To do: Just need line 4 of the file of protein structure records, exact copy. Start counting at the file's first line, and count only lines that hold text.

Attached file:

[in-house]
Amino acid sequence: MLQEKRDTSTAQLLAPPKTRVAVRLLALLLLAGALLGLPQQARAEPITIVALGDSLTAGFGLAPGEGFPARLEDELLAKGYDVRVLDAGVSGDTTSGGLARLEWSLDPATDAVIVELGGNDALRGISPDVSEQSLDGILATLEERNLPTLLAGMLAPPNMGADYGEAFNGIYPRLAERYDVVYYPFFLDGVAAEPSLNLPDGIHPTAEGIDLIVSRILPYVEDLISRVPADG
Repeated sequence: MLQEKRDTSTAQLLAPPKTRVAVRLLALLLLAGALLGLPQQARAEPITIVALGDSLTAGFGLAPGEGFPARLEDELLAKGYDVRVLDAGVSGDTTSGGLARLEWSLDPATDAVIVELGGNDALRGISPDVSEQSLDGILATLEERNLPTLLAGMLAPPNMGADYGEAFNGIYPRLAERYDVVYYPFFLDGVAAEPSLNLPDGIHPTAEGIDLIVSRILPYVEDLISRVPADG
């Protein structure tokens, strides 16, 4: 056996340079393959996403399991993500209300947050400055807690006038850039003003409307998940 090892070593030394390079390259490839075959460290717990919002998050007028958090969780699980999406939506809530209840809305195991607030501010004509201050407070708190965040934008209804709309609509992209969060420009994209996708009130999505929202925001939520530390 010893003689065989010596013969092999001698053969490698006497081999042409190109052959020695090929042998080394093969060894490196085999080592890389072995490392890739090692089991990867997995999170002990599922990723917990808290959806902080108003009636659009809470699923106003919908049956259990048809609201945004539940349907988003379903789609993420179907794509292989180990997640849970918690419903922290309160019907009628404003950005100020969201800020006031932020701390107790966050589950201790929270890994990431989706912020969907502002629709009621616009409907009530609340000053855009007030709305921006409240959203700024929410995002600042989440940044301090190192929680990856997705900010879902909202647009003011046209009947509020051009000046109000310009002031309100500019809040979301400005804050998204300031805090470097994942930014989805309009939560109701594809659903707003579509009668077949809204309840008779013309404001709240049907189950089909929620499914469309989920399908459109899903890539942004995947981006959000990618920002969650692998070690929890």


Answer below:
């Protein structure tokens, strides 16, 4: 056996340079393959996403399991993500209300947050400055807690006038850039003003409307998940 090892070593030394390079390259490839075959460290717990919002998050007028958090969780699980999406939506809530209840809305195991607030501010004509201050407070708190965040934008209804709309609509992209969060420009994209996708009130999505929202925001939520530390 010893003689065989010596013969092999001698053969490698006497081999042409190109052959020695090929042998080394093969060894490196085999080592890389072995490392890739090692089991990867997995999170002990599922990723917990808290959806902080108003009636659009809470699923106003919908049956259990048809609201945004539940349907988003379903789609993420179907794509292989180990997640849970918690419903922290309160019907009628404003950005100020969201800020006031932020701390107790966050589950201790929270890994990431989706912020969907502002629709009621616009409907009530609340000053855009007030709305921006409240959203700024929410995002600042989440940044301090190192929680990856997705900010879902909202647009003011046209009947509020051009000046109000310009002031309100500019809040979301400005804050998204300031805090470097994942930014989805309009939560109701594809659903707003579509009668077949809204309840008779013309404001709240049907189950089909929620499914469309989920399908459109899903890539942004995947981006959000990618920002969650692998070690929890």